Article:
We're looking for contributors

GOING MY WAY Review: Bing Crosby, Barry Fitzgerald Leo McCarey


Director: Leo McCarey

Cast: Bing Crosby, Barry Fitzgerald, Risë Stevens, Frank McHugh, Gene Lockhart, James Brown, Jean Heather, Porter Hall, Fortunio Bonanova

Screenplay: Frank Butler and Frank Cavett; from a story by Leo McCarey

Barry Fitzgerald, Bing Crosby, Going My Way
Barry Fitzgerald, Bing Crosby, Going My Way

Going My Way movie, Leo McCareyDirector Leo McCarey and screenwriters Frank Butler and Frank Cavett poured a whole bottle of syrup into their sentimental comedy-drama Going My Way. The fact that this "inspirational" tale with religious overtones became the year's biggest blockbuster and the winner of seven Academy Awards, including Best Picture, proves that McCarey, Butler, Cavett, and Paramount Pictures knew exactly what audiences wanted in 1944: the same sort of gooey star vehicle that continues to lure millions of moviegoers, e.g., Tom Hanks' Forrest Gump, Will Smith's The Pursuit of Happyness, Sandra Bullock's The Blind Side.

In Going My Way, the goo is provided by the director and the screenwriters' handling of their tale about a new parish priest, the jovial and progressive Father O'Malley, who tries to win the heart of the crotchety, old-school Father Fitzgibbon while also trying to reach out to a new generation of churchgoers. The star wattage is provided by Bing Crosby, fresh from a series of hits such as the early Road movies opposite Bob Hope and Dorothy Lamour.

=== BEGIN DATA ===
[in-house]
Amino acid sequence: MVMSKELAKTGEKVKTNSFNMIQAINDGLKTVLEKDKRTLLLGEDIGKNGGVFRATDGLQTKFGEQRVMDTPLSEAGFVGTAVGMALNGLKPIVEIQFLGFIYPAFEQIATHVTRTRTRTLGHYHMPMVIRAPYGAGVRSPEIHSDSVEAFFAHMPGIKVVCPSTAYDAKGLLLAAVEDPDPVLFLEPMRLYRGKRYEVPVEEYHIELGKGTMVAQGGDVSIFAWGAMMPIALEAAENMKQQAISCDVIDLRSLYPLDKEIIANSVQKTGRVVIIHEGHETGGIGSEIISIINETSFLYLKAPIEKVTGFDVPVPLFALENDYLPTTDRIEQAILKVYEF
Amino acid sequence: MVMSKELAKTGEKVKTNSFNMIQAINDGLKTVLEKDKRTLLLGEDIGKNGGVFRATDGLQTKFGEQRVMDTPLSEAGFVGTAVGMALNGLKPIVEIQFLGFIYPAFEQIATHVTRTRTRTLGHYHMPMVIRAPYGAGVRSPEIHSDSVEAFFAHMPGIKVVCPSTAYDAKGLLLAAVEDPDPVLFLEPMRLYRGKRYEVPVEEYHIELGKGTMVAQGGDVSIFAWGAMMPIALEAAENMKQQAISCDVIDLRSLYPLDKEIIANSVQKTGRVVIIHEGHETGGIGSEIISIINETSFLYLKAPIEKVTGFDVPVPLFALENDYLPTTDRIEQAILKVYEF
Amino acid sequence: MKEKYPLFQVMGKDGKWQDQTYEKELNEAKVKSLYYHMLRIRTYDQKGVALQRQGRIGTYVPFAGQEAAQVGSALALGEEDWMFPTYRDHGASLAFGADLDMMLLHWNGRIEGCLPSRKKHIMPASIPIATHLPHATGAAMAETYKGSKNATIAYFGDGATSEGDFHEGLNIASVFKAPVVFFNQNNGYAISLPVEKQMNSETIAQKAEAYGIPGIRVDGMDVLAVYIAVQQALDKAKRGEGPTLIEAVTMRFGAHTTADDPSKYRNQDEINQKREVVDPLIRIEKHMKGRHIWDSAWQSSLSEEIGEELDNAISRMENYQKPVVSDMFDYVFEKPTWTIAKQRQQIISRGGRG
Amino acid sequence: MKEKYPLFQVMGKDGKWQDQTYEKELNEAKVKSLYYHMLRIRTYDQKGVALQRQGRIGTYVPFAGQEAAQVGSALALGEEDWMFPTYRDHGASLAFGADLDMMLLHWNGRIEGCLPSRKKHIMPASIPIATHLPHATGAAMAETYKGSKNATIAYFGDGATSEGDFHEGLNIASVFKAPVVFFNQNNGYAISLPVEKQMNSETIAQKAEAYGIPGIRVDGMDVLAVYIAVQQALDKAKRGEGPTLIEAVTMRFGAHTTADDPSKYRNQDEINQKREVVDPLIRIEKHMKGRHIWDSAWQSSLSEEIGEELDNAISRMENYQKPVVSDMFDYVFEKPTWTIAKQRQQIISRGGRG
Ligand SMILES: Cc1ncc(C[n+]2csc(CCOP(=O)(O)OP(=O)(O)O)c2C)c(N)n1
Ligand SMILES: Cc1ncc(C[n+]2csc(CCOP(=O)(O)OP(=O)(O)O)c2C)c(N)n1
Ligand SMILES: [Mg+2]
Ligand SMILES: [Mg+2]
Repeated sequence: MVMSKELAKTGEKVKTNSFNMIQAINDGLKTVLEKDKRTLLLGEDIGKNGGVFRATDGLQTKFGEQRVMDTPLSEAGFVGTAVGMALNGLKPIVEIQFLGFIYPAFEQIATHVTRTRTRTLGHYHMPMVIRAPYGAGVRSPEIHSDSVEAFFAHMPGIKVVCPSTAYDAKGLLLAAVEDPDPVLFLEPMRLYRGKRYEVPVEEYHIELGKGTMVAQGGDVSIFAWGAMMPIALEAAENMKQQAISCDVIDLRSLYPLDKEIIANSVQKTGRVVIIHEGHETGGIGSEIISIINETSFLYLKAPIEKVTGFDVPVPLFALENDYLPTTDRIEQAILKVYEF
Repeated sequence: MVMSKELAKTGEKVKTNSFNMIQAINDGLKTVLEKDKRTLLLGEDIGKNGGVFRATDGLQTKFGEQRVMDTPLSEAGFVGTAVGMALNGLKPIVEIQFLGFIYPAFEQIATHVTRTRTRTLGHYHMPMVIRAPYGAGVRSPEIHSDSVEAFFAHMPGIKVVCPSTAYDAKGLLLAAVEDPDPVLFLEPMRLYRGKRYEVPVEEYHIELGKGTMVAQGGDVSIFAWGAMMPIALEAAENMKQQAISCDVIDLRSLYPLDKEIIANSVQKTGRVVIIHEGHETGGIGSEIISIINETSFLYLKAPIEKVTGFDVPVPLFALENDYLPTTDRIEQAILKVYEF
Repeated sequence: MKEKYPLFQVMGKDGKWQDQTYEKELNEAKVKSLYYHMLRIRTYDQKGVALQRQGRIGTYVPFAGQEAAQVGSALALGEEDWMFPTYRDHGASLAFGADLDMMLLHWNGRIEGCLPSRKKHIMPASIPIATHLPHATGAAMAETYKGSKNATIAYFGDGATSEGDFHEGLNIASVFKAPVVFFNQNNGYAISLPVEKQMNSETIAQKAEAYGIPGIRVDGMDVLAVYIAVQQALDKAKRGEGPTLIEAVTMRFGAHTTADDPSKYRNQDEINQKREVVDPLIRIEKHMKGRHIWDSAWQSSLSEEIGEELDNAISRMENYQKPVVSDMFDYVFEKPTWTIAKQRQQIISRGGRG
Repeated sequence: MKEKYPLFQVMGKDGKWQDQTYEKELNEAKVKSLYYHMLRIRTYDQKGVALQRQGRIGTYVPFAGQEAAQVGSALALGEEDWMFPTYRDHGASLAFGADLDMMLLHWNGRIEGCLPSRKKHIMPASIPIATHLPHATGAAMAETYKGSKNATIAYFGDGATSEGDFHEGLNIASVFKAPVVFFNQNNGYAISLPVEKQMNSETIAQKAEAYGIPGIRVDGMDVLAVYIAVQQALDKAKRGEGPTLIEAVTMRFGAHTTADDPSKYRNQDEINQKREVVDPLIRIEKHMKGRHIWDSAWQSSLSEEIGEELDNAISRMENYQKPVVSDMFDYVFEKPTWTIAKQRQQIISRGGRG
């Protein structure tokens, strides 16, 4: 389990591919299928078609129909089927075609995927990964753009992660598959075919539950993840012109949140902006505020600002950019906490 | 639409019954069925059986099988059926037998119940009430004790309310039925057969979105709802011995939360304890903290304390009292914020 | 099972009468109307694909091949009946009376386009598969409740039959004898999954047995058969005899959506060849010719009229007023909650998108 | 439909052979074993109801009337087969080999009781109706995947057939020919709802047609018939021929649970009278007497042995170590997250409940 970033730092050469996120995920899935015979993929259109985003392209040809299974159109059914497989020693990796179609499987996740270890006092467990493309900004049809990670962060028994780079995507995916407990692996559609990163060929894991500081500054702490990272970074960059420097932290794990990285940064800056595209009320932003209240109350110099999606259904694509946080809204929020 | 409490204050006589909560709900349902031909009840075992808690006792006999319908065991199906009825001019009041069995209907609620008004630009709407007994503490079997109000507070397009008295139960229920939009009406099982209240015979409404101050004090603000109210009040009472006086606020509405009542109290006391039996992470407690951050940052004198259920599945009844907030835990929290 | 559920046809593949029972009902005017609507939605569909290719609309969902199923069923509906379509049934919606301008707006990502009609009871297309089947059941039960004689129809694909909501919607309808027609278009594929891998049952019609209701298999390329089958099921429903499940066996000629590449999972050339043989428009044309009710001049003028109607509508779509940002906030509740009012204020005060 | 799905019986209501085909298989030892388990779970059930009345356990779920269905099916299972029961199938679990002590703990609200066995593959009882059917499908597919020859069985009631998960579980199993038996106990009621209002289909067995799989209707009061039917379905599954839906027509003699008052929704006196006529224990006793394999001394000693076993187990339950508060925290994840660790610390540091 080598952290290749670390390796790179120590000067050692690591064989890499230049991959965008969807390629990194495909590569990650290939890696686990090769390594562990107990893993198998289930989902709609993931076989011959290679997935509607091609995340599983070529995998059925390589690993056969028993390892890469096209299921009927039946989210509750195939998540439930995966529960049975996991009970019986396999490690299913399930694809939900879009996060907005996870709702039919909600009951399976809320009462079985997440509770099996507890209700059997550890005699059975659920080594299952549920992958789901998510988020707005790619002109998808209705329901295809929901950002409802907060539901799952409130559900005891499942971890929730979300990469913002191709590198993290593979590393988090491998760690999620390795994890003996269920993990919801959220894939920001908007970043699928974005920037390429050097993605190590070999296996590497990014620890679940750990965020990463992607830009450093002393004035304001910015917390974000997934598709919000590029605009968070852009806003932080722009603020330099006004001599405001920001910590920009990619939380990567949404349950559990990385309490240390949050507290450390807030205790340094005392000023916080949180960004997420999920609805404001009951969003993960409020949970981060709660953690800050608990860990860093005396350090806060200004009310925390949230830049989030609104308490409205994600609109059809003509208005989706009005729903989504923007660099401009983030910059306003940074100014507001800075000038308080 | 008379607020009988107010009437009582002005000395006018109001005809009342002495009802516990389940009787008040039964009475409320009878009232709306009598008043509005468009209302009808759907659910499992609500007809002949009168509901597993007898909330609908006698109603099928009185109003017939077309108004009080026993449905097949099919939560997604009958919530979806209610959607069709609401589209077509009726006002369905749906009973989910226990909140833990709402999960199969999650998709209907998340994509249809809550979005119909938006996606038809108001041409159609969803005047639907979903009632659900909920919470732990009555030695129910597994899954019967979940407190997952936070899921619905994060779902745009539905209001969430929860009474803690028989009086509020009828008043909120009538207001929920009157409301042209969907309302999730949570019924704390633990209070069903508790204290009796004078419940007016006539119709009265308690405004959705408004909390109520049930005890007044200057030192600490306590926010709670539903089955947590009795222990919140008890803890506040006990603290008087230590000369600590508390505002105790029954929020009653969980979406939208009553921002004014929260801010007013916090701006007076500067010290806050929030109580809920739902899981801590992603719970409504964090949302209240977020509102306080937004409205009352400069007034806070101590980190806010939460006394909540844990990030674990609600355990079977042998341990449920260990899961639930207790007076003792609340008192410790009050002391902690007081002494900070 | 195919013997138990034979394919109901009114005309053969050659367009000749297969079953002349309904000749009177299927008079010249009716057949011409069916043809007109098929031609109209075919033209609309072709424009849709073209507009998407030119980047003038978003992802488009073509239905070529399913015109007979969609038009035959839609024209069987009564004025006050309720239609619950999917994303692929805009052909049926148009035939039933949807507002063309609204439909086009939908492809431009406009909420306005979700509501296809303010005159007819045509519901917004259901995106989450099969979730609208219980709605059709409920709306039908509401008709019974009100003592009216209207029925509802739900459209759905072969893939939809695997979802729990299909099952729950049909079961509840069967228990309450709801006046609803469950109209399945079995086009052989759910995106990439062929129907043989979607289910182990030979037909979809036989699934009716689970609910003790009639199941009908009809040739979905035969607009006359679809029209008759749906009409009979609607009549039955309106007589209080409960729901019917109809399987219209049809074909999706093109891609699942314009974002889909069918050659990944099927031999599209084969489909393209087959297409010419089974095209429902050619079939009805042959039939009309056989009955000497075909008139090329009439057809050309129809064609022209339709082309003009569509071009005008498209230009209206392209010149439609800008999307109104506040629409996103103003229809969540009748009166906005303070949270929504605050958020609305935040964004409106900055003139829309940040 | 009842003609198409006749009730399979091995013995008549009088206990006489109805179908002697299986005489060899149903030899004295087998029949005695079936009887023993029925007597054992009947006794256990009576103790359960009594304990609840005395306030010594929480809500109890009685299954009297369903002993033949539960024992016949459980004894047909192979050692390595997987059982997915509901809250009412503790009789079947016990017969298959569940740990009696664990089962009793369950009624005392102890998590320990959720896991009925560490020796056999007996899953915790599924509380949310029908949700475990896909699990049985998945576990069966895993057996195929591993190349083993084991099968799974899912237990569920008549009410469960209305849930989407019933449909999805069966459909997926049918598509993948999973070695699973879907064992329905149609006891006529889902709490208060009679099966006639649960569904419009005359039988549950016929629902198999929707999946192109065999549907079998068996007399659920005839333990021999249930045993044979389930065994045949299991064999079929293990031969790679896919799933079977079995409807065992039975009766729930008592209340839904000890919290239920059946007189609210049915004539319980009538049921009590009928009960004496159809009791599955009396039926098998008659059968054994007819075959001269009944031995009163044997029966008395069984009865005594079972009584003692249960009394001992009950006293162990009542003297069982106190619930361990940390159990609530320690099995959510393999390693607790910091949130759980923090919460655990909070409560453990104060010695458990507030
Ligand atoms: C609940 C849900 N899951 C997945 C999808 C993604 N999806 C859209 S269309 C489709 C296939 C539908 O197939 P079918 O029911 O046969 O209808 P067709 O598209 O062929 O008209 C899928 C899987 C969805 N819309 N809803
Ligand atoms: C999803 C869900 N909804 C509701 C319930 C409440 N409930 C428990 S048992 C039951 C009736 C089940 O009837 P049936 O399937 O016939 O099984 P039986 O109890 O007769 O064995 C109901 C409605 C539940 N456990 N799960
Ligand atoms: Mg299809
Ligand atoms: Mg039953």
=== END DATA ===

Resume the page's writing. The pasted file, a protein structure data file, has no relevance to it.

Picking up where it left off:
Yet, as far as this viewer is concerned, Crosby has Going My Way stolen from him by Barry Fitzgerald's feisty, dark-robed curmudgeon with a heart of solid platinum. ("His performance is one of the half-dozen finer things seen in motion pictures as they complete their first fifty years," said Life at the time.) To Fitzgerald belongs the film's emotional climax; and thanks to his unsentimental performance, that moment turns out to be surprisingly touching.

Elsewhere, Going My Way consists of a series of tired cliches featuring kind-hearted, asexual, singing priests (Johnny Burke and Jimmy Van Heusen's "Swinging on a Star" won that year's Best Original Song Oscar) and naughty-but-nice street boys akin to those in, say, Dead End, Angels with Dirty Faces, or the more recent The Chorus.

Not helping matters is that Bing Crosby's "effortless" acting and singing has always felt calculated to me. Audiences at the time surely thought otherwise. US movie exhibitors voted Crosby as the year's top box office draw – and as the top draw of 1945 (when he starred in the even more successful Going My Way sequel The Bells of St. Mary's, opposite Ingrid Bergman), in addition to 1946, 1947, and 1948.

In all fairness, though quite a bit overlong, Going My Way isn't sickeningly sweet thanks to Barry Fitzgerald's sour-cream topping. Even so, it's one of those socio-religious fantasies that bear absolutely no resemblance to reality, whether on planet Earth or anywhere else in this or any other universe. Just in case, those suffering from diabetes – including borderline cases – should definitely avoid Going My Way.